After all, this Congress — in the midst of a great economic crisis — has not managed to meet its fundamental obligations to pass a budget in 19 months. The Senate has not actually passed a budget in regular order in over 90 months. (The last time a Congress submitting all its spending bills by the mandated October 1 deadline was 1998.) A big job creation bill? No. An up or down vote on Simpson-Bowles? Nope. A major infrastructure initiative? Not. Something to deal with the mortgage crisis that started all this in some meaningful way? Get real. Something minor but promising? Wishful thinking.

That’s why this year could be this Congress’ most productive ever. Because not only could they undo one of the greatest mistakes of America’s recent past by continuing their game of statues, they could add to the victory by letting the automatic cuts that should be triggered by the supercommittee’s failure stand. Of course, these fraudsters have learned well from their sponsors on Wall Street and they never actually believed in that "fail-safe" mechanism anyway, figuring they would undo it later. But what if they can’t even do that. More savings. And for those who argue the U.S. defense department can’t afford $600 billion in cuts…and with all due respect to Leon Panetta who is a great public servant and will be a terrific Secretary of Defense…nonsense. That’s a 10 percent cut which would still leave us spending more on defense than virtually every other country in the world added up…and something like 10 times more than any of our nearest rivals. Somehow I think we can handle it. Somehow I think we must.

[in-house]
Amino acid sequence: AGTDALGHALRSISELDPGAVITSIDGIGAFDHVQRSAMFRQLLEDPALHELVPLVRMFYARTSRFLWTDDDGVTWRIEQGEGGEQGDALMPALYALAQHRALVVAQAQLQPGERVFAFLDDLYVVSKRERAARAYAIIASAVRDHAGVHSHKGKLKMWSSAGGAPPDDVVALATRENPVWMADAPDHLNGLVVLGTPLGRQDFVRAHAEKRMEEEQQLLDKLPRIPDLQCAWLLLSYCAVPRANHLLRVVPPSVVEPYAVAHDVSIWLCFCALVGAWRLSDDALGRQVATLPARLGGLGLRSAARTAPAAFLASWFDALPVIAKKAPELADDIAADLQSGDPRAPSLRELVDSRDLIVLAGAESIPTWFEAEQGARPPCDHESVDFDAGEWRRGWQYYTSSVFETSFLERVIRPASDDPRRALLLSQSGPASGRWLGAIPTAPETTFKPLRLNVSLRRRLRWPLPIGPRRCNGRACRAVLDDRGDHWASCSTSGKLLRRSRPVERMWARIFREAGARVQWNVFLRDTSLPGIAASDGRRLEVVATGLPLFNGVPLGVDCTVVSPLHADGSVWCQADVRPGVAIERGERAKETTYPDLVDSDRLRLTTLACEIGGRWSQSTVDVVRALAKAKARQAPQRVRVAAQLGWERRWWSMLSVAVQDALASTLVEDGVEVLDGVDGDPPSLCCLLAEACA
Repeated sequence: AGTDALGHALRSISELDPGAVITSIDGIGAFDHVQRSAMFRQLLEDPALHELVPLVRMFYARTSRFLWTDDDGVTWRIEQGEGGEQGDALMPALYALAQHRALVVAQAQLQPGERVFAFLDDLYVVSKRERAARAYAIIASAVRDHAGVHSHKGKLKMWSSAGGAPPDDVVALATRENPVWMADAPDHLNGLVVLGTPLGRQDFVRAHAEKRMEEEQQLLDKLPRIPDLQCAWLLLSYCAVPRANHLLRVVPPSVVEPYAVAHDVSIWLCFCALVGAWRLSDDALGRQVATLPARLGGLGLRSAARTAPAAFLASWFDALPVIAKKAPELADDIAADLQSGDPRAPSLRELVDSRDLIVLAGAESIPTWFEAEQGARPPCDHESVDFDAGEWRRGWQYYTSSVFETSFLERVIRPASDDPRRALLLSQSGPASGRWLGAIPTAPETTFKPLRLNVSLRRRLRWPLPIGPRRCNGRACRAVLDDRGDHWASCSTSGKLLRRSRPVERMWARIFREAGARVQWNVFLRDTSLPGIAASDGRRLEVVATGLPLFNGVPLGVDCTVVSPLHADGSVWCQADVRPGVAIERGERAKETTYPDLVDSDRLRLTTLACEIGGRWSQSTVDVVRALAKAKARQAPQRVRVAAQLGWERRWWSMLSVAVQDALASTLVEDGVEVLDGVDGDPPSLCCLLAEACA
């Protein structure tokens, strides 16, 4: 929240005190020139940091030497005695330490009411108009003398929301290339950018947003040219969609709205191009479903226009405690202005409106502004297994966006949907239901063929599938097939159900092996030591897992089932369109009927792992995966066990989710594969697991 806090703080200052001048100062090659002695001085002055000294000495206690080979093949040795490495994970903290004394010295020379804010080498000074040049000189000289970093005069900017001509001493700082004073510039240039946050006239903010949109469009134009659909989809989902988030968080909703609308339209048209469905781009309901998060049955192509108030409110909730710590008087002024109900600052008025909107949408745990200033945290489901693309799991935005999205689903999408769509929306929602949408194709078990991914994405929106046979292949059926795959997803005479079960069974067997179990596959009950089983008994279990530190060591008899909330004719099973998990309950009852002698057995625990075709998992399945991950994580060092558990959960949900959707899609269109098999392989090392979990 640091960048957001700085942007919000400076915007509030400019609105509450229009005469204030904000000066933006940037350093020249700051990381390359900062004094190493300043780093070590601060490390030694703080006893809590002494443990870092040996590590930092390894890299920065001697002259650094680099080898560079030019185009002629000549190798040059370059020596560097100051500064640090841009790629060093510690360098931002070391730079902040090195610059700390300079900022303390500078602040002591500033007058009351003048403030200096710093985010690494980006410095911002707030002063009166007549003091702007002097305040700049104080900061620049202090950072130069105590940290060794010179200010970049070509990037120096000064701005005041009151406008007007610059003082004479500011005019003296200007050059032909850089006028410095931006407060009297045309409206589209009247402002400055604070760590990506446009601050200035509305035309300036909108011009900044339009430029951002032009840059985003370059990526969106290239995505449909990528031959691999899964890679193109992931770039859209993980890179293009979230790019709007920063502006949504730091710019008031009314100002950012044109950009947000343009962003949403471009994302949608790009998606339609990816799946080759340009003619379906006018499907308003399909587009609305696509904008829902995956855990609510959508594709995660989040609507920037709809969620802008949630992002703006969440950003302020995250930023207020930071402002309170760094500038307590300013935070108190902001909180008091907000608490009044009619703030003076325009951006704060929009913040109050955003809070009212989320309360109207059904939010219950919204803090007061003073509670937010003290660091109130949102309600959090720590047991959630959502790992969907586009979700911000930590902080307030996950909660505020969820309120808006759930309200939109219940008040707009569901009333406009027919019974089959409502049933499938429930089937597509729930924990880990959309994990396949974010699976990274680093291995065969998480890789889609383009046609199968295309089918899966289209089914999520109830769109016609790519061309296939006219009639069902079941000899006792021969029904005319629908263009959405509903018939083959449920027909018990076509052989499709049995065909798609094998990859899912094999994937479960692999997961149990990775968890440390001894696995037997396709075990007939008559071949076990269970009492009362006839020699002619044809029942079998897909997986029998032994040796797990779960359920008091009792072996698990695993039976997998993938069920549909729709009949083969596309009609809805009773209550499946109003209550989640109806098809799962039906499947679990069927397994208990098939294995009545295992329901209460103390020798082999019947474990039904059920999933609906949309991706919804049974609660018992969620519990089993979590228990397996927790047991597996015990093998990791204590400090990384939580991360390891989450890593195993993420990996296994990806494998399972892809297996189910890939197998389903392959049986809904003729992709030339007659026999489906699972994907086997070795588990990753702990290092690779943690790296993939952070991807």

David Rothkopf is visiting professor at Columbia University's School of International and Public Affairs and visiting scholar at the Carnegie Endowment for International Peace. His latest book is The Great Questions of Tomorrow. He has been a longtime contributor to Foreign Policy and was CEO and editor of the FP Group from 2012 to May 2017. Twitter: @djrothkopf